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NOT having giving out signs... She may have simply been focused on her Girlfriend, their conversation/ situation of their moment, etc... And hey, it’s a pub - it might be very dimly lit too (just something else to consider)... TILL you came over. SO, THIS opportunity gives YOU THE opportunity to buy her and her friend a thank YOU pitcher/drinks for sharing the table and THAT then is an open to intros and getting to know her, reading her... The endless possible scenarios... And being in a

group setting makes it easier to open up to each other I think... As there’s NO angst/anxiety/walls (*angst/ anxiety of approaching anyone let alone to have lines prepared to have a conversation - and/ or walls put up... As in not knowing someone... Feeling cornered... Ugh, more angst).

“She may have simply been focused on her Girlfriend”


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The Secrets of Design Theory and examples.

It is a fact that timeless design principles are universal, so, whether you are an aspiring graphic designer, interior designer, fashion designer, product designer, vehicle designer, or architect, the following will be relevant. After having worked in the offices of a few architects, I have come to realise that a number of them enjoy mocking the skills of interior designers. The irony is, there is absolutely no reason why a brilliant and determined interior designer, who follows the universal design principles, could not design a brilliant skyscraper. What makes a great designer great is not their qualifications, it is not their job title and it is not the projects they have worked on, although knowledge gained through experience does of course help. What makes a great designer truly great, apart from their innate ability to turn a blank canvas into a unique creative vision, is their decisiveness, an essential trait

“What makes a great designer great is not their qualifications” for any individual wishing to be in the business of sculpting solutions from blocks of imagination. This however presents a problem for the naturally gifted designer. By being more decisive and able to make many design choices very fast, it leaves the door wide open for making many mistakes. And once a bad design starts to take shape, it becomes more difficult to rectify theses mistakes. Inevitably the end product suffers. As Machiavelli famously put it in The Prince, “If one recognises evolving ills in advance, one can cure them quickly. But if they are left to develop until they are plain for all to see, it will be too late for remedies.”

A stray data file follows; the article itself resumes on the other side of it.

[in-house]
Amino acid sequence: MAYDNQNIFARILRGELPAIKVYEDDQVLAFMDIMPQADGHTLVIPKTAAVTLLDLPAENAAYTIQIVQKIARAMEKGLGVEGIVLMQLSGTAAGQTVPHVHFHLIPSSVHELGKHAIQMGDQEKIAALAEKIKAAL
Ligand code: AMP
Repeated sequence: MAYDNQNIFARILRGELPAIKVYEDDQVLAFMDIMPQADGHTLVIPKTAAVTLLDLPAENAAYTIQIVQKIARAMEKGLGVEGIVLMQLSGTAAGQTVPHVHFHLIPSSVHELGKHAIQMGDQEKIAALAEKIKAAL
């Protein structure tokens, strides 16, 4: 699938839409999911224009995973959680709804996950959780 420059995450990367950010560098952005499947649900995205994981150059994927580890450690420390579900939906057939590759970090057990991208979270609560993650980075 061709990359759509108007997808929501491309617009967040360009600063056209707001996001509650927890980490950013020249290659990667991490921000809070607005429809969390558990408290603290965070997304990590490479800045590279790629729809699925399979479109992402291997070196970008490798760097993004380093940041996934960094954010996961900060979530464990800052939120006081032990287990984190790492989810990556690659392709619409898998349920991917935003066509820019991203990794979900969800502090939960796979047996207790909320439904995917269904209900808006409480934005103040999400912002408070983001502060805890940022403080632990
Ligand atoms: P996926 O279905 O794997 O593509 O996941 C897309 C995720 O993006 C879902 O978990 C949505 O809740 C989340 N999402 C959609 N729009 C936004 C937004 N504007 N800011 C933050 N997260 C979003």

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To avoid making mistakes early on in a project, which might cause grief further down the line, it is necessary to know The Universal Design Principles. Some are obvious, some are less obvious and some you will learn along the way but if followed with due diligence, they will guide the designer down the well trodden path, made by history’s most infamous creatives. What follows is a list of a few. Contrast When there is greater contrast there is greater clarity, making the image more memorable and more scalable. The most successful logos are a testament to this notion. High contrast is thus almost always desirable in a design. What creates contrast? Colour, shadow, texture, light, scale, style, shape, direction, balance and emotion all play an important role. Black text over white is best for legibility, while white text over black is good for evoking a serious tone but should only be done with large type. Black with yellow commands instant attention, as yellow is the first colour to be processed by the brain. A little gold over black is good for

evoking elegance but too much gold will cheapen the effect. Friendly Lighting Soft light Vivid detail Soft shadows Low contrast Harmonious Calm Depth Aggressive Lighting Strong light Bleached detail Harsh shadows High contrast Chaotic Intense Flat Shadows Attention Depth Hidden information Darkness Misfortune Predators Horror Evil Death The unknown


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Black Closed Negativity Dirty Deceit Serious Elegant Power Arrogance White Open Positivity Clean Honest Expressive Pure Enlightened Humility Red Strength Warmth Energy Stimulation Passion Aggression Danger Attention Inviting Spaces Wide Large area Maximum personal space

Few obstructions Even ground Open Friendly lighting Intimidating Spaces Narrow Small area Minimum personal space Many obstructions Steep ground Fortified Aggressive lighting Virtues of Space Freedom Relaxation Simplicity Dangers of Space Isolation Boredom Emptiness Motion Focal points welcome Lines guide Pressure pumps Excitement moves Currents carry Gravity pulls Bait attracts Vacuums suck Emptiness is filled


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SWISS RE TOWER Foster + Partners


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“When there is greater contrast there is greater clarity, making the image more memorable and more scalable”

T

here is so much more to know but hopefully this introduction will guide you in the right direction. If your ambition craves to learn every secret in design, research ample subjects both directly and indirectly related to design. No one book is large enough to contain everything, so you will need to trawl through many. It takes time to become a sage.

“It is far more difficult to write a poem than it is to write an essay.” Norman Foster


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Mark's London 2  

An online magazine edited, designed and published by Mark McGough from London.